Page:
Thursday, March 09, 2006

The "New" AT&T Part 3 : Innovation

There is one other personal experienced-based observation I'd like to add in this series of posts. It concerns the old AT&T, and innovation.

The AT&T that I joined in 1979 was a very effective hindrance to telecommunication innovation. There is no doubt in my mind that, without the breakup of the firm in 1983, we would not be enjoying much of the information revolution that has occurred since then.

What most people probably do not recall is that the DOJ's requested remedy for AT&T's alleged monopolistic practices was the divestiture of the equipment design and manufacture business units. These were key to AT&T's profitability and control over the market.

By using creative and aggressive transfer pricing when "selling" equipment manufactured by AT&T's Western Electric unit to the wholly-owned operating telephone companies, AT&T boosted the fixed asset base on which it was allowed to collect a rate of return by the various regulatory authorities. The company zealously guarded this equipment monopoly by delaying the vetting of "foreign" equipment for safe connection to "the network." Thus, both price and non-price means assured AT&T of many years of control over its marketplace.

Thanks to this type of management, end users of telephones in the US saw, in the 1960s, the introduction of the Princess phone, with a lighted dial. That was about it. A decade later, you got a push-button phone, to replace the dial. That was because it was cheaper to produce and maintain the telephone you were forced to lease, rather than allowed to buy. It wasn't to give you more features.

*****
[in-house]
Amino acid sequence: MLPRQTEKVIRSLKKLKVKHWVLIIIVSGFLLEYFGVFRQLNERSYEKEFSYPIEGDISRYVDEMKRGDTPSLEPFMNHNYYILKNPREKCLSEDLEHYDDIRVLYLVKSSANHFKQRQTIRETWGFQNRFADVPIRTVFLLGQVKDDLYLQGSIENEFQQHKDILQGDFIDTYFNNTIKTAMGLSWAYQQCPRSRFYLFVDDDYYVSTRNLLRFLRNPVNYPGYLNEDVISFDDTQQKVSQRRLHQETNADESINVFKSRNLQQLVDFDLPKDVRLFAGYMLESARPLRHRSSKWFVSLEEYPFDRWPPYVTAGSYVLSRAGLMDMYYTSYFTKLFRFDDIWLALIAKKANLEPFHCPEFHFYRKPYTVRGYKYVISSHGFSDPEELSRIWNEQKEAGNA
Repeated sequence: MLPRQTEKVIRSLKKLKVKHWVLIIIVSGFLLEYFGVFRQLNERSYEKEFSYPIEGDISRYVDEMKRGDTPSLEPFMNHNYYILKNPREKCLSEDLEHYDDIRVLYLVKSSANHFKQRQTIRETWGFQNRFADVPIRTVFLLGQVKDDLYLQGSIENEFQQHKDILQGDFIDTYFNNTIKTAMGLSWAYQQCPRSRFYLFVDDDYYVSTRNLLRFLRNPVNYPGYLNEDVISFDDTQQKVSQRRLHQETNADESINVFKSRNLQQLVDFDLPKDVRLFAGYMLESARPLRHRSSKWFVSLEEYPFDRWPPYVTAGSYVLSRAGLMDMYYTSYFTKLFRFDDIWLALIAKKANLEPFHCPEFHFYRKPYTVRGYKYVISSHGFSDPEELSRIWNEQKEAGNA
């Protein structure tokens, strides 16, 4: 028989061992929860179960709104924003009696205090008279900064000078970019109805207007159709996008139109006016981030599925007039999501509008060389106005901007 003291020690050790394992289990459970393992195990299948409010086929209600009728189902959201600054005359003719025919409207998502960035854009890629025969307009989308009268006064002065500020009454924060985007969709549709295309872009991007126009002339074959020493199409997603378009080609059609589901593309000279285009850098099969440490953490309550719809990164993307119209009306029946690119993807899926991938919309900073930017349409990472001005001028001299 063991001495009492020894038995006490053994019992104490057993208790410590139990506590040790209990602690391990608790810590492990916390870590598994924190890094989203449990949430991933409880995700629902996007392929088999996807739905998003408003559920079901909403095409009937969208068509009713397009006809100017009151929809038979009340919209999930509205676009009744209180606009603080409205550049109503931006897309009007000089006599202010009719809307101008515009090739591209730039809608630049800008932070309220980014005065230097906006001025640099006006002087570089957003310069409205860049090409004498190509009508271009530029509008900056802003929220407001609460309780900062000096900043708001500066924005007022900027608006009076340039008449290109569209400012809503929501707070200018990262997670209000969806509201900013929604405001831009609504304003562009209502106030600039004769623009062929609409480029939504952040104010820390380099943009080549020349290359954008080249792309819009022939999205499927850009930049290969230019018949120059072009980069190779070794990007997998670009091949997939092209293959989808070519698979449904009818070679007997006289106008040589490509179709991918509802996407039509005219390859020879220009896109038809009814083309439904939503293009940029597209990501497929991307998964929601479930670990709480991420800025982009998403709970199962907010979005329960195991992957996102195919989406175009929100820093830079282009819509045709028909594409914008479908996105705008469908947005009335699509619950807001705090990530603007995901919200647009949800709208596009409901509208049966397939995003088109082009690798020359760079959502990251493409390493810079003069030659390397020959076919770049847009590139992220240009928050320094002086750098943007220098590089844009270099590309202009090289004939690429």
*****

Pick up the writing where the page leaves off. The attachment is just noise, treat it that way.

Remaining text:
I can attest, from my experience in the Business Marketing group of AT&T's premises equipment business, that we were seriously hampered in our plans to address the future without end-to-end control of information management. Of particular concern was our need to interface, and exchange and store content with and from, computers.

The mere lack of a single network management entity in the US post-1983 contributed a great deal to the growth in creative uses of information, if for no other reason than the removal of a skilled, experienced and monolithic influence on telecommunications policy and legislation- the old AT&T.

So, while it may appear that the 1980s era breakup of AT&T has now been substantially nullified, I don't think that's true. We are experiencing communications technology change and benefits at heretofore unheard of rates, and I believe that is the direct result of the demise of the "old" AT&T.

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